NUTLEY, NJ — Veterans spanning the decades and wars between World War II and the war in Afghanistan were honored and remembered in numerous events last week in Nutley.
Veterans Day is always a somber yet somehow uplifting affair here in this patriotic American town. Every year, veterans and numerous groups supporting them — including the Nutley mayor and Board of Commissioners — gather to offer words of thanks to the hundreds of veterans who are Nutley natives.
Included in this group of Nutley veterans there are survivors of World War II, along with members of the U.S. Armed Forces from every war and conflict that has taken place since then.
The events officially kicked off on Sunday, Nov. 8, when more than 200 residents packed the Nutley High School Auditorium to honor veterans. On hand were vets from many wars, there to support one another and bear witness as Nutley Commissioner Steve Rogers presented medals to many who served in wars. This was a moving and very personal service, offering thanks to the many Nutley veterans who still reside in town.
On Nov. 11, which was officially Veterans Day, Mayor Alphonse Petracco and other elected government officials honored veterans both alive and deceased at Vincent United Methodist Church in Nutley. In spite of rainy skies, the support for local veterans was strong.
In Nutley, the annual holiday is not the only time veterans are honored or given assistance. Rogers said he recently worked with one Vietnam vet, who needed help quickly, saying, “He had no affiliations to the (Veterans Administration), yet we have been able to get him enrolled into the VA, get him 80-percent service-connected disability and compensation, and thousands of dollars in equipment from the VA, all free of charge.”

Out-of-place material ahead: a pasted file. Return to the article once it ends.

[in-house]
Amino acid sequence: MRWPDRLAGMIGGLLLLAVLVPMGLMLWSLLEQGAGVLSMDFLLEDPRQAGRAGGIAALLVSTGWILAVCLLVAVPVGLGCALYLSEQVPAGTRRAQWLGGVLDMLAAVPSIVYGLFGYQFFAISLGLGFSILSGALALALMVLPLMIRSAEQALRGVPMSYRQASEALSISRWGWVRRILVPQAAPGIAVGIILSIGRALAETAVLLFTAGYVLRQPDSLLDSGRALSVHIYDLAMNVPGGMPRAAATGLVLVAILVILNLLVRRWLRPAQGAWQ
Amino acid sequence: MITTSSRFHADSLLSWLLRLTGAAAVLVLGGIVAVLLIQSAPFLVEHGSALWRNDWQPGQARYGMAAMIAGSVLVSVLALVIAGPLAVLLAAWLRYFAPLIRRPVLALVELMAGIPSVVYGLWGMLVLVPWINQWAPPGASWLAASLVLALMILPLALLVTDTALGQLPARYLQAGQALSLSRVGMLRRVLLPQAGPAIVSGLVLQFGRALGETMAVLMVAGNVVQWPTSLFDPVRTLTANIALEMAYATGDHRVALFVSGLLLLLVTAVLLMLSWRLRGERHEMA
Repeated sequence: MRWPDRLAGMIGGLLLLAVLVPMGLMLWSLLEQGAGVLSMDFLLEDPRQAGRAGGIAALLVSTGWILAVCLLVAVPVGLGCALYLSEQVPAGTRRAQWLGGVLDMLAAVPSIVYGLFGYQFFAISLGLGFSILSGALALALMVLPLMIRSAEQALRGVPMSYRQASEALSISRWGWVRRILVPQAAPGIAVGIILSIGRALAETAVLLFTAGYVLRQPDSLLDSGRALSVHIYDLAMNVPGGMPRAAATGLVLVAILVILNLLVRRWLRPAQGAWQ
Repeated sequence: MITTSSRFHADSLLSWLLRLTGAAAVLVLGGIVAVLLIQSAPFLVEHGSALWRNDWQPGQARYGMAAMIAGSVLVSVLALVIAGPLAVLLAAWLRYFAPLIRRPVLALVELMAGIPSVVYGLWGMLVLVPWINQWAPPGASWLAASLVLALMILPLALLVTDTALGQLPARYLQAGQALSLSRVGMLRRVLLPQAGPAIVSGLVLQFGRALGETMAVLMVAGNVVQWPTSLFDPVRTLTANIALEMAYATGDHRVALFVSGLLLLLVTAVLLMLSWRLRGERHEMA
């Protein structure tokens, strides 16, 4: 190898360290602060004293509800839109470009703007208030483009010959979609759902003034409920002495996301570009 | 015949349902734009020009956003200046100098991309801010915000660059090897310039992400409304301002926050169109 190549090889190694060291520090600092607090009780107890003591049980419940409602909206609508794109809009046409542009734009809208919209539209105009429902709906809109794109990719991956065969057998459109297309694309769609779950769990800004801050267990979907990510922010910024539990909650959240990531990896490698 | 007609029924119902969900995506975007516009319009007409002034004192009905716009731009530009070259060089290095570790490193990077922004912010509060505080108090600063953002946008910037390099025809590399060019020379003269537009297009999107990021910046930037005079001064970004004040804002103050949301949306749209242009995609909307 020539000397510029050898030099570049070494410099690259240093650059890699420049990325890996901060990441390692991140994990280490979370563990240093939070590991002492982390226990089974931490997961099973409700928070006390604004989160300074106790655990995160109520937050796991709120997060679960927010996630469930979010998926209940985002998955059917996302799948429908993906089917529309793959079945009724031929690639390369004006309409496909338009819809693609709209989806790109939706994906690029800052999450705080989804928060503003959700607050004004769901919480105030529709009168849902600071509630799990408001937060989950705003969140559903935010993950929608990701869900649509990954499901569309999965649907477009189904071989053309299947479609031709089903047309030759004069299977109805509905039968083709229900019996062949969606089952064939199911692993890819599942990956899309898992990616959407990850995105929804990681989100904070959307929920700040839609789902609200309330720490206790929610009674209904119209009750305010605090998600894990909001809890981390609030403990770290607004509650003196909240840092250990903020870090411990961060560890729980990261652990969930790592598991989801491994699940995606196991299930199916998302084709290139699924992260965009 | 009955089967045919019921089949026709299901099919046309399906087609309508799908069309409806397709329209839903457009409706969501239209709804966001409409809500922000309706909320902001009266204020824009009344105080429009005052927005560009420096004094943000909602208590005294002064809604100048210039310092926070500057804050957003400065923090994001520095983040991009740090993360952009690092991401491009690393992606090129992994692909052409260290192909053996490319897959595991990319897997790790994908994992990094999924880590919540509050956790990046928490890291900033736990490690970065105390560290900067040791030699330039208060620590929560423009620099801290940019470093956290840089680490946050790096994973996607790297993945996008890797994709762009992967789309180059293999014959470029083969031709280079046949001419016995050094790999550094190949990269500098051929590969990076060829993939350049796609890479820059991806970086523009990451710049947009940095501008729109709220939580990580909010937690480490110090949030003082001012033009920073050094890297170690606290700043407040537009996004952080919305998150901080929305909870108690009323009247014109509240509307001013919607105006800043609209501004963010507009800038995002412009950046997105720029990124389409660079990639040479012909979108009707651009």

Rogers added, “We also found a 100-percent disabled service-connected veteran with no family around here, who was taking a bus for three hours both to and from the VA, causing massive discomfort pertaining to his issues and consuming most of his day for a single appointment. Now, by providing him with proper transportation, he only takes 30 minutes to go to and from the VA.”
In Nutley, post traumatic stress disorder cases abound in veterans, and though it may be more than 50 years after his service, one World War II veteran needed a leg up, according to Rogers.
“We had a World War II merchant mariner who was for many years left unappreciated for his service to the country, as a civilian hired by the military to transport troops, weapons and supplies to the European theater,” Rogers said. “After 65 years of not being given credit for his life-risking missions, we provided gratitude for his service by awarding him the Nutley Distinguished Service Medal.”
If you are a veteran and in need of assistance, contact the Nutley Military Veterans Affairs Bureau, a local service center that offers many services, including basic health care assessments, employment assistance, legal guidance, counseling and other services and benefits through the Veterans Administration. These services are available to all Nutley veterans, and members of all branches of the U.S. Military and Coast Guard, both on active duty and those in reserve.
For information, contact the Nutley Department of Public Affairs Military and Veterans Affairs Bureau at 973-284-4976 or email firstname.lastname@example.org.